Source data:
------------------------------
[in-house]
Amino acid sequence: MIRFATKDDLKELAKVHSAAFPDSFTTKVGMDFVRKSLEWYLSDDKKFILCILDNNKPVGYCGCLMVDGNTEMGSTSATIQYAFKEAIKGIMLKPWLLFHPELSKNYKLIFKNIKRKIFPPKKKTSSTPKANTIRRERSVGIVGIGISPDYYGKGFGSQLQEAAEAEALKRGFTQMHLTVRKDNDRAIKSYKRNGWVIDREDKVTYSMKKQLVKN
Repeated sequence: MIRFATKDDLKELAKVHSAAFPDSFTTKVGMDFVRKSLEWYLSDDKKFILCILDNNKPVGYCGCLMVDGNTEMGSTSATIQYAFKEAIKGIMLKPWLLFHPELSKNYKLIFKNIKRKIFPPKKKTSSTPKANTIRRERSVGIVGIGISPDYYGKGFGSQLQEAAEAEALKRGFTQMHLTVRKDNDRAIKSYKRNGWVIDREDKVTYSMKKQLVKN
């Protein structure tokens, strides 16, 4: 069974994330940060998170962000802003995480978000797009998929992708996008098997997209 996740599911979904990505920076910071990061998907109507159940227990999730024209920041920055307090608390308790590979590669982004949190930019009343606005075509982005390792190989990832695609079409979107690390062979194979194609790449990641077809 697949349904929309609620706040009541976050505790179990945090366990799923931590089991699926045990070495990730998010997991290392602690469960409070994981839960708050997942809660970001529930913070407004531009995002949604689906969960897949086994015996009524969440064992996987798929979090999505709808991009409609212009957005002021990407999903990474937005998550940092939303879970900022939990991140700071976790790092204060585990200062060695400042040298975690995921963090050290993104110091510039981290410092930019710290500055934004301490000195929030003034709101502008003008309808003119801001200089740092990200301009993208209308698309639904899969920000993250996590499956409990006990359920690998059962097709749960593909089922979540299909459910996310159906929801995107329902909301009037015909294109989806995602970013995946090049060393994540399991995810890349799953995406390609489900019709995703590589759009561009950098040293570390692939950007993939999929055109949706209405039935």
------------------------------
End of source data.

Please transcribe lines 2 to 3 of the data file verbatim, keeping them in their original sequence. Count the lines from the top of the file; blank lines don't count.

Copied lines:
Amino acid sequence: MIRFATKDDLKELAKVHSAAFPDSFTTKVGMDFVRKSLEWYLSDDKKFILCILDNNKPVGYCGCLMVDGNTEMGSTSATIQYAFKEAIKGIMLKPWLLFHPELSKNYKLIFKNIKRKIFPPKKKTSSTPKANTIRRERSVGIVGIGISPDYYGKGFGSQLQEAAEAEALKRGFTQMHLTVRKDNDRAIKSYKRNGWVIDREDKVTYSMKKQLVKN
Repeated sequence: MIRFATKDDLKELAKVHSAAFPDSFTTKVGMDFVRKSLEWYLSDDKKFILCILDNNKPVGYCGCLMVDGNTEMGSTSATIQYAFKEAIKGIMLKPWLLFHPELSKNYKLIFKNIKRKIFPPKKKTSSTPKANTIRRERSVGIVGIGISPDYYGKGFGSQLQEAAEAEALKRGFTQMHLTVRKDNDRAIKSYKRNGWVIDREDKVTYSMKKQLVKN